Ruah in Astoria: Peace First Trusting the Spirit during Uncertainty

Peace First Lutheran Church in Astoria welcomes visitors to experience the Holy Spirit at its two church campuses in Astoria, Oregon. The upper town campus greets visitors every Sunday with the unmistakable fragrance of coffee brewing, a narthex featuring two large maps of indigenous tribal histories in Oregon, an anti-racism library to the side, and a sanctuary often decorated with artwork created by the congregation. The downtown campus greets visitors with its tall bell tower outside, its stunning stained-glass windows in the sanctuary, and a state licensed childcare facility in its classrooms and adjoining buildings.

It’s a congregation clearly doing the faithful and sometimes difficult work of trusting Ruah (the Spirit) as members discern who they are together and who they’re called to become with their neighbors; work that they are no strangers to. In 2020, Peace First was born from the merger of First Lutheran and Peace Lutheran Churches as the result of a changing congregational landscape across the state. While a challenging journey, Peace First is learning to trust their newly formed muscle memory: there is opportunity in transformation and beauty in expanding community.

When Pastor Steve Kienberger was called to First Lutheran Church in Astoria, he knew that conversations had been in the works since 2006 with their sister congregation in Astoria, Peace Lutheran Church, to merge congregations in the future. With both congregations having gifts, skills, and resources to offer each other, they found mutual benefit in coming together. Located right in the heart of Astoria, Peace Lutheran had one of the city’s only state-certified early learning centers, intentional and authentic focus on LGBTQ+ inclusion, and a cultural heritage different from First Lutheran’s. First Lutheran was in a relatively stable financial position with its own history, and members brought open hearts to engage in a process of discovery with the Holy Spirit.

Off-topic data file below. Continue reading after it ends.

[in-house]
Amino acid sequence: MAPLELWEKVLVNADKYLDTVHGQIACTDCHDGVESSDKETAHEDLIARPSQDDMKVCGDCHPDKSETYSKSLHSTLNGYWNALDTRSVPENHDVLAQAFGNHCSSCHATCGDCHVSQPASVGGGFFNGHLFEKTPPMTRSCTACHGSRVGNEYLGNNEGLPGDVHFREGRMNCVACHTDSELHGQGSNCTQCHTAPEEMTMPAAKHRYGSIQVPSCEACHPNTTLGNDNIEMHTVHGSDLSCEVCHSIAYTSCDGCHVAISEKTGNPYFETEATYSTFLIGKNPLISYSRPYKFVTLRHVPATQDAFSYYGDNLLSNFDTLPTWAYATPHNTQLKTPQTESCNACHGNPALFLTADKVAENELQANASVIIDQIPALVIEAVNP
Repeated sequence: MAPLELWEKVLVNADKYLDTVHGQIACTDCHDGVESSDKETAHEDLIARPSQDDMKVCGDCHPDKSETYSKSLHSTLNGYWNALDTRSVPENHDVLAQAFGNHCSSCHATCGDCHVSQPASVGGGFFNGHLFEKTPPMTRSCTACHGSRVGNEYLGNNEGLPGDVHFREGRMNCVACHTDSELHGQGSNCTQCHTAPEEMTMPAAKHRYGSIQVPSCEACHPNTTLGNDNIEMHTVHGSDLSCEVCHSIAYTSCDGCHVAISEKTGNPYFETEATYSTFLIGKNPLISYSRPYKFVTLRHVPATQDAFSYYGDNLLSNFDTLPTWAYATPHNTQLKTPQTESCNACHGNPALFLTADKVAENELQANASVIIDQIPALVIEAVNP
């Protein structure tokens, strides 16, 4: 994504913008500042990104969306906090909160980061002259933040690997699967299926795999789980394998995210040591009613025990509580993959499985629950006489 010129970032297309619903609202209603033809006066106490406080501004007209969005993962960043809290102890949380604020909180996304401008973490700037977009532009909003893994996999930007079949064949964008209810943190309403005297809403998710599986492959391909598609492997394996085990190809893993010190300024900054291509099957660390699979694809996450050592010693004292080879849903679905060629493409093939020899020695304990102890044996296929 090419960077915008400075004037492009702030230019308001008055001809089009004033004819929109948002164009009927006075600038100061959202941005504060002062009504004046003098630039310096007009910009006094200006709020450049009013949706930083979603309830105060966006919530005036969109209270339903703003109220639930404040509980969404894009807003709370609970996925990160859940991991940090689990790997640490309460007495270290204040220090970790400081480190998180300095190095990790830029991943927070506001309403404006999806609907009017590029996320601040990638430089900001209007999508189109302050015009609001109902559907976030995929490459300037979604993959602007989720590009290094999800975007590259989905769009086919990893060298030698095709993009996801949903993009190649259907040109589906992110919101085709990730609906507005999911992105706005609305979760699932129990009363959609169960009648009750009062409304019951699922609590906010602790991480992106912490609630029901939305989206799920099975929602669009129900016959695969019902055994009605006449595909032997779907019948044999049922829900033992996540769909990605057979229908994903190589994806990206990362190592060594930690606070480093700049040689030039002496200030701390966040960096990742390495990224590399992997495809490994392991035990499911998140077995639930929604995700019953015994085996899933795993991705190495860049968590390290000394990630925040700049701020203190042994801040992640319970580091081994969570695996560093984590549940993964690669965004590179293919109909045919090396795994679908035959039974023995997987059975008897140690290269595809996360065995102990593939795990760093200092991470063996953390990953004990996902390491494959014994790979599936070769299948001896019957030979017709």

After years of conversation, in June 2019 Peace Lutheran’s pastor retired and the congregations felt led by the Spirit to move forward with merging together. When the COVID-19 pandemic hit Oregon shortly after, the intended period of relationship building and community development between the two congregations through coffee hours, meals, and story sharing, turned into one of Zoom meetings, surveys, and online polls. A challenge to say the least, many wished they had more opportunities to get to know their new community members on a personal level; and yet, they remained committed to the process and journey with each other, the synod, and the Spirit. Their committees began to come together, learning from each other’s methods and practices. They worked hard to collectively name the new congregation in an honoring and inclusive way. They sat together writing minutes, working on proposals, and learning how each church uniquely operated, putting the best practice together for the newly merged Peace First congregation.